I learned to crochet shortly after my youngest son was born.
I had been an enthusiastic yo-yo sewer:
but knowing that I would soon have an infant in the house, I feared that my preferred craft with sharp fabric scissors and small quilting needles would prove dangerous to a curious child, so I was on the hunt for a new (and to my mind safer) crafting experience.
Somehow, through a series of thoughts I no longer recall, I settled on crochet and with one “free” plastic hook from a JoAnn Fabric giveaway I was off and running.
As I worked to expand my nascent crochet skills, I made a wide variety of crochet things. As a result he grew up with crochet toys, crochet blankets, crocheted (and then felted) potholders, crochet chair socks — and no memory of a life without crochet objects and a mother who crocheted them.
Crochet was everywhere he looked, and as such, he has amassed a wealth of knowledge about the craft, coupled with an outsider’s perspective, and he is often able to give me guidance that I find invaluable.
One such instance came several days ago, when we had weather that was both very sunny and very windy. I took advantage of the conditions and got out an assortment of crochet afghans from my collection.
They had been in a storage area that doubles as a window seat, and it had been awhile (a very long while, in fact) since any of them had seen daylight or gotten a breath of fresh air. I figured that a little time outdoors would do them good, and it seemed to:
While the crochet afghans were out getting sun, my son graciously helped me as I wrestled with the various tangles of yarn that remained. He tackled one particular yarn mass with a laser like focus, commenting on it as he went along.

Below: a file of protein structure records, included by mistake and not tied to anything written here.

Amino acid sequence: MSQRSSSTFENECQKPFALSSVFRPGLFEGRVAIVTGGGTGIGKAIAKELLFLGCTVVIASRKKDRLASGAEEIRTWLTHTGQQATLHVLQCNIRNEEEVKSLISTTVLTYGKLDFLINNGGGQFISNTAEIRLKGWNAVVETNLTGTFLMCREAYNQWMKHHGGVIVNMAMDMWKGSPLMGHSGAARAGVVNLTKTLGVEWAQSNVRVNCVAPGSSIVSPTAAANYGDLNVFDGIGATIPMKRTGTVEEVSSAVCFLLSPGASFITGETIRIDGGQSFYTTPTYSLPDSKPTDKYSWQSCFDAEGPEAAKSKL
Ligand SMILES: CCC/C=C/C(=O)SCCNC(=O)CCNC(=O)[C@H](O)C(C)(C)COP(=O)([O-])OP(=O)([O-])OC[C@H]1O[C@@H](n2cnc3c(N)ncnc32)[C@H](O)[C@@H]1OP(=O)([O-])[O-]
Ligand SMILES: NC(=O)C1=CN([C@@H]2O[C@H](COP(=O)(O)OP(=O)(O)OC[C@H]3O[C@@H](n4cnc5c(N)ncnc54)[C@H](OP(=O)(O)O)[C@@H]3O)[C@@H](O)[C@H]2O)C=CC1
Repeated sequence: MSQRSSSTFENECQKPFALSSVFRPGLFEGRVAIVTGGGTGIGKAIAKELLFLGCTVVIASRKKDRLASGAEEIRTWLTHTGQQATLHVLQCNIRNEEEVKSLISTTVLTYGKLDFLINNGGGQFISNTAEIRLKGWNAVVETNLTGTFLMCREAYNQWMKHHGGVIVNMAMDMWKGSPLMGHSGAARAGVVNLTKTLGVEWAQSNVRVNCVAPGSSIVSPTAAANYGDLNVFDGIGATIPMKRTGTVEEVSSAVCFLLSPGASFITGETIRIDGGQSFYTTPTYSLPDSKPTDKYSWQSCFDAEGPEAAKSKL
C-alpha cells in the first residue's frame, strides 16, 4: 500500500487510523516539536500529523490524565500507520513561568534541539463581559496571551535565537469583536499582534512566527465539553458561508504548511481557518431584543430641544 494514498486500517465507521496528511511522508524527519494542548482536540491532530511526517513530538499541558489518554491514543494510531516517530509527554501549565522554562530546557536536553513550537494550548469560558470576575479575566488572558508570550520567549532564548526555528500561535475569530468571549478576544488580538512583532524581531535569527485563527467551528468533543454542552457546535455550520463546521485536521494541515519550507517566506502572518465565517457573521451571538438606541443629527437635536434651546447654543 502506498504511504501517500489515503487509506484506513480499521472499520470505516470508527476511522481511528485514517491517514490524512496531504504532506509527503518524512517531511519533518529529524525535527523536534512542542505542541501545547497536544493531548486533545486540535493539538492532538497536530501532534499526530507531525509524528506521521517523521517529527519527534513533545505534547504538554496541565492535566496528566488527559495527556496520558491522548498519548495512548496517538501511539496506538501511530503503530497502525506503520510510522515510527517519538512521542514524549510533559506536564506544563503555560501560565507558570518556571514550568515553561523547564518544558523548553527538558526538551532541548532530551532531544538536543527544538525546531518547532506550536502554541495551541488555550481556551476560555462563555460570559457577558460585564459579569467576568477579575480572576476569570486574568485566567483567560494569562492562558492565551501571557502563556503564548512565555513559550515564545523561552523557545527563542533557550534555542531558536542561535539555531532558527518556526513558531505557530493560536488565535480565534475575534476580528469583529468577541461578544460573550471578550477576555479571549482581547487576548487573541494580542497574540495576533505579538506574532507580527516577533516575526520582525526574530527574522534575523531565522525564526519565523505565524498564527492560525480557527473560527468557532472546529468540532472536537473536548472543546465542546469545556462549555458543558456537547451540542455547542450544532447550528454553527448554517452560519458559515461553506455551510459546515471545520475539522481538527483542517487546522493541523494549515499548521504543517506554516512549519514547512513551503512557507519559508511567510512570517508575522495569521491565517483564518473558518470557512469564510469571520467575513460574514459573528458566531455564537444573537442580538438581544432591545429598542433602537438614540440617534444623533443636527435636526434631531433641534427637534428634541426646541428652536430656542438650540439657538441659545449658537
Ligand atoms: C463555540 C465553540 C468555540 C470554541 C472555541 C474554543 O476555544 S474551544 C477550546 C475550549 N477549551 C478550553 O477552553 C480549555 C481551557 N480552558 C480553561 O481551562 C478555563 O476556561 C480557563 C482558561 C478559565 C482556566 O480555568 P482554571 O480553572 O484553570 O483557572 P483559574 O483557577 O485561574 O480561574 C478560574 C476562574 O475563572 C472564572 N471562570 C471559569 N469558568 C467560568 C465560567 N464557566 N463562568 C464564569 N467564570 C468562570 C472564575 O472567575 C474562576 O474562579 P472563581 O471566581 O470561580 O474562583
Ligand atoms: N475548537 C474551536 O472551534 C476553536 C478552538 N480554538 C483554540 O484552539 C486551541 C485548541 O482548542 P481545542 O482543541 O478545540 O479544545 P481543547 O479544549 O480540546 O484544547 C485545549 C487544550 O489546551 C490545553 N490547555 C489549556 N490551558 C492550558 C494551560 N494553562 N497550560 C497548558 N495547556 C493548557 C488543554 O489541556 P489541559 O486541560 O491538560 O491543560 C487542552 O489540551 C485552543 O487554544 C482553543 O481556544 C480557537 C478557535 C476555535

He was after, what he described to me, as “the load bearing knot of the ur-tangle.”
What, I asked, was an “ur-tangle?” You know, he told me, the original knot of the whole tangle, and with that, he went back to his work. Eventually, he untangled a portion it and held up the offending remnant — what he described as a lint grommet — that had held so many disparate strands of yarn together and caused so much trouble.
It did not look at all significant, but these few, seemingly insignificant strands had held together many disparate strands of yarn, which in turn resulted in a sizable tangle, and today, while I resumed my organizational efforts, he took some time to tackle yet another tangle, and in short order he had “liberated” these pieces from another sizable tangle:
With all of this organizing, I hadn’t gotten a whole lot of crochet done, but today, as the afternoon wound down, I finally had time to sit with my crochet, and I took this small textured crochet square:
and I rehabbed it into this five-inch textured crochet square:
When we begin any journey, it is hard to know not only where it will end but where exactly we will go and what we will see along the way, as for my crochet journey, I keep my hooks close at hand and continue on my way, on stitch at a time.